Health impacts of pesticides in Brazil

© Lunaé Parracho/Reuters
Researchers and governmental agencies in Brazil are increasingly worried about the long-term health implications of the dramatic increases in pesticide use in the country and warn about an epidemic of chronic diseases, especially in regions where pesticide use is highest.

In 2015, the Brazilian National Cancer Agency (INCA) issued a strong statement warning of the serious health effects caused by massive pesticide use. The Institute, under the direct administration of the Ministry of Health, “marked [its] position against current pesticide use practices” and warned of the increased risk of chronic diseases, in particular infertility, impotence, miscarriages, malformations, neurotoxicity, hormonal deregulation, effects on the immune system and cancer. The INCA warned in particular that long-term exposure to “usually low doses” residues of multiple pesticides in food and the environment “may affect the whole population (…) and may lead to chronic health effects”.

Chronic diseases today “constitute the country’s greatest health concern” according to the Ministry of Health. Together they account for 72% of the causes of death. In contrast to recent decreases in the incidence of diseases like cardiovascular and chronic respiratory illnesses, “mortality rates related to diabetes and cancer have increased”, the Ministry observes. INCA expects some 600,000 new cases of cancer for 2019 – a 75% increase compared to 2000. Cancer is now the second cause of death in Brazil.

Marcia Sarpa de Campos Mello, toxicologist and researcher at INCA, says that the agency “is deeply concerned that pesticide exposure contributes to the growing cancer burden, particularly with regard to specific cancer types like those related to hormonal factors such as breast or prostate cancers”.

Prostate and breast cancer are the most common types of cancer in Brazil and both have increased significantly in recent years. In 2018, the Ministry of Health observed that prostate cancer mortality rates were particularly high in Brazil’s “agricultural production corridor” where production “strongly relies on the use of chemicals”. It also found that breast cancer mortality “stands out” in territories with high levels of exposure to agricultural chemicals. This is supported by several studies conducted in Brazil showing that both breast and prostate cancer are related to pesticides.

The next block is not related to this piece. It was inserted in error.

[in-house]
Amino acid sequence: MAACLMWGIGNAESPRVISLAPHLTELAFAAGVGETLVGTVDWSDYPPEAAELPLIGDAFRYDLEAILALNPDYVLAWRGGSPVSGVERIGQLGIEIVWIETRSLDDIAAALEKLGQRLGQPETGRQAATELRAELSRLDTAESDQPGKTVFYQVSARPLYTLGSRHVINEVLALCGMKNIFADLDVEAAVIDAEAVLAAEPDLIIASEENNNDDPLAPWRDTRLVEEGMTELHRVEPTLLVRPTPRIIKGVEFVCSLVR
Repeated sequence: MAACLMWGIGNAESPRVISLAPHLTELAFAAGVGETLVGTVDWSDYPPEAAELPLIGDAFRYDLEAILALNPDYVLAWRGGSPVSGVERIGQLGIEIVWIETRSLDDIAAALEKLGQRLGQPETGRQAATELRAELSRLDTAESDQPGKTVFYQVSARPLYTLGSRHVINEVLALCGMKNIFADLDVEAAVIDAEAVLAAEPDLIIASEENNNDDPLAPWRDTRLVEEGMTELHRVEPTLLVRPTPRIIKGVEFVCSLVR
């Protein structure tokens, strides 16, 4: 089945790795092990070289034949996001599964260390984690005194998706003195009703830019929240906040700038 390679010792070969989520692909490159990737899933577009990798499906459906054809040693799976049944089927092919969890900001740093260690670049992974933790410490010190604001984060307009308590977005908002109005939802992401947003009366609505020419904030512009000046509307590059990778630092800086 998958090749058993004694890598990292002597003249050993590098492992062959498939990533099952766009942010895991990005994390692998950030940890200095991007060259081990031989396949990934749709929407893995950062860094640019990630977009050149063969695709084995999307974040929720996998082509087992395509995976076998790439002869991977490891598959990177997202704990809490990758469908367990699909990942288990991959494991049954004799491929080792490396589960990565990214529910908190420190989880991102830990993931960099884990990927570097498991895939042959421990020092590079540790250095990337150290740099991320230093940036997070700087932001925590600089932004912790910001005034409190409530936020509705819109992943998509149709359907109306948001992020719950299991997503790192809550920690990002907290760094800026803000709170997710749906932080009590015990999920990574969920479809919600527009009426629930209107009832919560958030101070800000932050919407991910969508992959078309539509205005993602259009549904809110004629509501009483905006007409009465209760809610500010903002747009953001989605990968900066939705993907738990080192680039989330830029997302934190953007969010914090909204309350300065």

But other cancer types have also been associated with pesticide exposure. For example, the Ministry of Health has observed particularly high rates of Non-Hodgkin Lymphoma (NHL) in the agro-industrial territories. In 2018, INCA conducted a control study in its cancer hospital in Rio de Janeiro and found that patients were three times more likely to develop NHL if previously exposed to pesticides.

This finding was supported by another recent study which established that young agricultural workers in the south of Brazil face a twofold increase in the risk of dying from NHL compared to non-agricultural workers. And researchers concluded recently that the “sharp increase” in colon cancer mortality in Brazil from 2000 to 2012 was probably also linked to pesticides. A strong correlation was found between the amount of pesticides sold in the country and colon cancer mortality, suggesting that “pesticide exposure may be a risk factor for colon cancer”.

“We are not only concerned with cancer”, says Marcia Sarpa de Campos Mellos from INCA. “Several studies indicate that paternal exposure to pesticides can also lead to adverse birth outcomes.” Today, between three and five percent of newborns are affected by some form of congenital malformation in Brazil. Researchers found higher rates of birth defects in agricultural areas and among children whose parents were exposed to pesticides.